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‘Be careful what you wish for’: How government surplus could result in economic downturn

AUstralian dollars

Australians have been warned to “be careful what they wish for”, as the forecast government budget surplus may push the already struggling household sector into further deficit.

Speaking to investors via a webinar on Tuesday, Chris Bedingfield, principal at Quay Global Investors, said the current environment of low household savings combined with high household debt could result in an economic downturn as the government pushes towards surplus.

“There’s been a lot of talk lately of the government getting very close or forecasting a budget surplus, and what we say here is, ‘Be careful what you wish for’. There is a very strong inverse relationship between the government sector and the household sector, because they’re both so large.”

“If the government lives within its means, household sectors have to live beyond their means. That’s a relationship that goes back quite a long way.”

Seen surplus before, but not with current conditions

He said that while we have seen conditions of low household savings during government surplus before (between 1997–2006), simultaneous high household debt and tight credit conditions this time around pose a risk, as consumers cannot borrow to offset their savings.

“During that period where savings rates were quite low, you actually had a fairly strong increase in household leverage. Basically, households were borrowing the difference to keep the economy going,” he said.

“So, we can definitely have low savings and keep the economy going, but it does require a strong increase in household debt. The problem we’ve got, of course, is that we now know household debt is relatively high, certainly be historic standards, and we know that credit conditions are becoming more difficult for households to borrow.”

Minimal wage growth a big factor

Mr Bedingfield said the current unprecedented strain on consumer’s pockets was due to a culmination of households acquiring debt during the housing boom whilst continuing to spend despite an environment of static wage growth.

“Household savings have been falling fairly consistently now from around 2013-14. Essentially, we believe this is part of why household consumption has been holding up in an environment of weak wages.”

“Households from one period to the next are saving less and less of their income, whilst increasing their consumption for the time being. We feel as though, in the current environment, that is fairly unsustainable and, at some stage, the savings rate will have to stabilise and start to increase.”

He said the risk was further exacerbated as both owner-occupiers and investors shift from principal only home loans to principal and interest, as households will attempt to save through curbing their cash outflows.

“That’s part of the concern we have if households do begin to start saving without help from anywhere else in the economy,” he said.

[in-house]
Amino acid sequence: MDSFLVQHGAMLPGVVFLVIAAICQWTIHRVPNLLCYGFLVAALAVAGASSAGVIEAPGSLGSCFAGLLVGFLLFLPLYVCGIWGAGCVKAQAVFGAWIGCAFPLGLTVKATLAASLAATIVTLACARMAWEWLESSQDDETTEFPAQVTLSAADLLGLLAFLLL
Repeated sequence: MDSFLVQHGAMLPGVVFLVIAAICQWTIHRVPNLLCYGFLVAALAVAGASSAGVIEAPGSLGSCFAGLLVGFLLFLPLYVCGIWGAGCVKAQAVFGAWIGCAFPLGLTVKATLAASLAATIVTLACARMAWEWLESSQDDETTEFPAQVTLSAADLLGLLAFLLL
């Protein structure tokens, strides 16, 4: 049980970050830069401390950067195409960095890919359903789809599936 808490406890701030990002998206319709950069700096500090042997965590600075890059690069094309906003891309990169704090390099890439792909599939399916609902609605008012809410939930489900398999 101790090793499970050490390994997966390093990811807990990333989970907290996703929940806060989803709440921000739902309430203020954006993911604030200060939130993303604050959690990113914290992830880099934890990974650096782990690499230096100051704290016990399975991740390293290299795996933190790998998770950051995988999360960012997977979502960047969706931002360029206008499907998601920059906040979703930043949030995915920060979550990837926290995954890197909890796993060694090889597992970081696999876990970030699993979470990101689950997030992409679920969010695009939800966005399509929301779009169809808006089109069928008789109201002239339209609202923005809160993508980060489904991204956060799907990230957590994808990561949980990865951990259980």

“If they choose to do it out of just being financially prudent, that means they’re spending less in the economy and that will have wider implications. Part of that is moving from principal to principal and interest.”

RBA to cut or foreign savings will reduce

According to Mr Bedingfield, we will see necessary movement either by the RBA or in the foreign sector, as low household savings and a dwindling housing market inevitably lead to signs of a downturn.

He forecast that the most likely scenarios will see the RBA forced to cut rates sooner than expected, a reduction in foreign sector savings, or a combination of both factors

“We think the next move from the RBA will be down in terms of interest rates,” he said.

“We know that is a non-consensus call, but we really are getting to the point where we can’t see them doing anything else.”

“If household savings continue to stay very low and, in fact, start to reverse, we will see that translate into the consumer economy.”

“We did see housing approvals fall again yesterday for last month, so at some point in 2019, residential construction will become a headwind in the economy and, as a result, you may see increasing unemployment just from that sector of the market alone.”

“As a result, we feel as though the RBA may be put into a position that they don’t want to be put in, which is that they may start looking at interest rates again.”

“If the foreign sector actually started to reduce their savings in Australian dollars or, if you like, the current account deficit was to fall, that would provide a financial release to other sectors of the economy, including households and business,” he said.

“The best way that can come about is through a fairly meaningful fall in the Australian dollar. That would improve our trading position, and it would certainly improve our current account position.”

Overall, he says investors should be prepared that something will have to give, as the weak housing market is set to continue for at least a couple of years, while low wage growth and the savings rate are already taking their toll.

“At the moment, we have a weak housing market and very low wage growth, and the savings rate continues to fall. We think that is unsustainable, and we think that a number of factors are going to have to move in order to reverse that.”

‘Be careful what you wish for’: How government surplus could result in economic downturn
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